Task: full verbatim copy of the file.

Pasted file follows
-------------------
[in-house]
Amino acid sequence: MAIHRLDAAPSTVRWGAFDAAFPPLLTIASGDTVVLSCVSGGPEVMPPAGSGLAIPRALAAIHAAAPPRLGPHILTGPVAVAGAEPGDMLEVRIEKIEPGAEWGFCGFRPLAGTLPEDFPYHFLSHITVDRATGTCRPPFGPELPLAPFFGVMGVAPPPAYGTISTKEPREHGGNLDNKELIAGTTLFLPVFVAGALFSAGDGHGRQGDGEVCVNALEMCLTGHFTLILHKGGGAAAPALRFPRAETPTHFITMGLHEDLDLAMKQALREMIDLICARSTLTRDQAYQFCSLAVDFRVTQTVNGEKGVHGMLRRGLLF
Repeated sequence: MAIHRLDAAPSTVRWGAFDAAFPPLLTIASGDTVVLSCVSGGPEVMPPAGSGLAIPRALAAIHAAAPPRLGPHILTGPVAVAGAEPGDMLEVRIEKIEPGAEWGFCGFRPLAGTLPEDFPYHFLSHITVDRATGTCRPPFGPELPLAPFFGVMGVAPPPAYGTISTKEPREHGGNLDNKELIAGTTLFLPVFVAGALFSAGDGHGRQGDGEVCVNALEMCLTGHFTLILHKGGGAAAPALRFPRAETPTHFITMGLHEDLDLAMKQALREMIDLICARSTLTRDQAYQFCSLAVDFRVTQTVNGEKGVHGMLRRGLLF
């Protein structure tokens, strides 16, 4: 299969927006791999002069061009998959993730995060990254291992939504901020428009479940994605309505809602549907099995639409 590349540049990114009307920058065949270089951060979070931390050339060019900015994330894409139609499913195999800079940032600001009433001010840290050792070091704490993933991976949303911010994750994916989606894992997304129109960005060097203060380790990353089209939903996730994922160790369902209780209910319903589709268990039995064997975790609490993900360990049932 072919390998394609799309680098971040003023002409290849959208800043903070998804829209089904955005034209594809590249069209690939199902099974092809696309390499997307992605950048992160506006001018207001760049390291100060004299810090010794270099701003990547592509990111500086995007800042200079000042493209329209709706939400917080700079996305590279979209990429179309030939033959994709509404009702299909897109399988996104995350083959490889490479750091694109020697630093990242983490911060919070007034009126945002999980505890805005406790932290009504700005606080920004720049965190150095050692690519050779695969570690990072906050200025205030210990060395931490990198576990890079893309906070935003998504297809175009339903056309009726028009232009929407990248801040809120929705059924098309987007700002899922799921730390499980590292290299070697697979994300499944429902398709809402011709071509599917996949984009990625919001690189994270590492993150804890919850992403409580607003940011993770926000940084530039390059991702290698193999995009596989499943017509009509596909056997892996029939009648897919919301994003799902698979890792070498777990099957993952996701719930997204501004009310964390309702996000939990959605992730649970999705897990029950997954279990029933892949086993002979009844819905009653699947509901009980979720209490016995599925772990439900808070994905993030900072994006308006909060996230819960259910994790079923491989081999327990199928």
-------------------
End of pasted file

[in-house]
Amino acid sequence: MAIHRLDAAPSTVRWGAFDAAFPPLLTIASGDTVVLSCVSGGPEVMPPAGSGLAIPRALAAIHAAAPPRLGPHILTGPVAVAGAEPGDMLEVRIEKIEPGAEWGFCGFRPLAGTLPEDFPYHFLSHITVDRATGTCRPPFGPELPLAPFFGVMGVAPPPAYGTISTKEPREHGGNLDNKELIAGTTLFLPVFVAGALFSAGDGHGRQGDGEVCVNALEMCLTGHFTLILHKGGGAAAPALRFPRAETPTHFITMGLHEDLDLAMKQALREMIDLICARSTLTRDQAYQFCSLAVDFRVTQTVNGEKGVHGMLRRGLLF
Repeated sequence: MAIHRLDAAPSTVRWGAFDAAFPPLLTIASGDTVVLSCVSGGPEVMPPAGSGLAIPRALAAIHAAAPPRLGPHILTGPVAVAGAEPGDMLEVRIEKIEPGAEWGFCGFRPLAGTLPEDFPYHFLSHITVDRATGTCRPPFGPELPLAPFFGVMGVAPPPAYGTISTKEPREHGGNLDNKELIAGTTLFLPVFVAGALFSAGDGHGRQGDGEVCVNALEMCLTGHFTLILHKGGGAAAPALRFPRAETPTHFITMGLHEDLDLAMKQALREMIDLICARSTLTRDQAYQFCSLAVDFRVTQTVNGEKGVHGMLRRGLLF
């Protein structure tokens, strides 16, 4: 299969927006791999002069061009998959993730995060990254291992939504901020428009479940994605309505809602549907099995639409 590349540049990114009307920058065949270089951060979070931390050339060019900015994330894409139609499913195999800079940032600001009433001010840290050792070091704490993933991976949303911010994750994916989606894992997304129109960005060097203060380790990353089209939903996730994922160790369902209780209910319903589709268990039995064997975790609490993900360990049932 072919390998394609799309680098971040003023002409290849959208800043903070998804829209089904955005034209594809590249069209690939199902099974092809696309390499997307992605950048992160506006001018207001760049390291100060004299810090010794270099701003990547592509990111500086995007800042200079000042493209329209709706939400917080700079996305590279979209990429179309030939033959994709509404009702299909897109399988996104995350083959490889490479750091694109020697630093990242983490911060919070007034009126945002999980505890805005406790932290009504700005606080920004720049965190150095050692690519050779695969570690990072906050200025205030210990060395931490990198576990890079893309906070935003998504297809175009339903056309009726028009232009929407990248801040809120929705059924098309987007700002899922799921730390499980590292290299070697697979994300499944429902398709809402011709071509599917996949984009990625919001690189994270590492993150804890919850992403409580607003940011993770926000940084530039390059991702290698193999995009596989499943017509009509596909056997892996029939009648897919919301994003799902698979890792070498777990099957993952996701719930997204501004009310964390309702996000939990959605992730649970999705897990029950997954279990029933892949086993002979009844819905009653699947509901009980979720209490016995599925772990439900808070994905993030900072994006308006909060996230819960259910994790079923491989081999327990199928």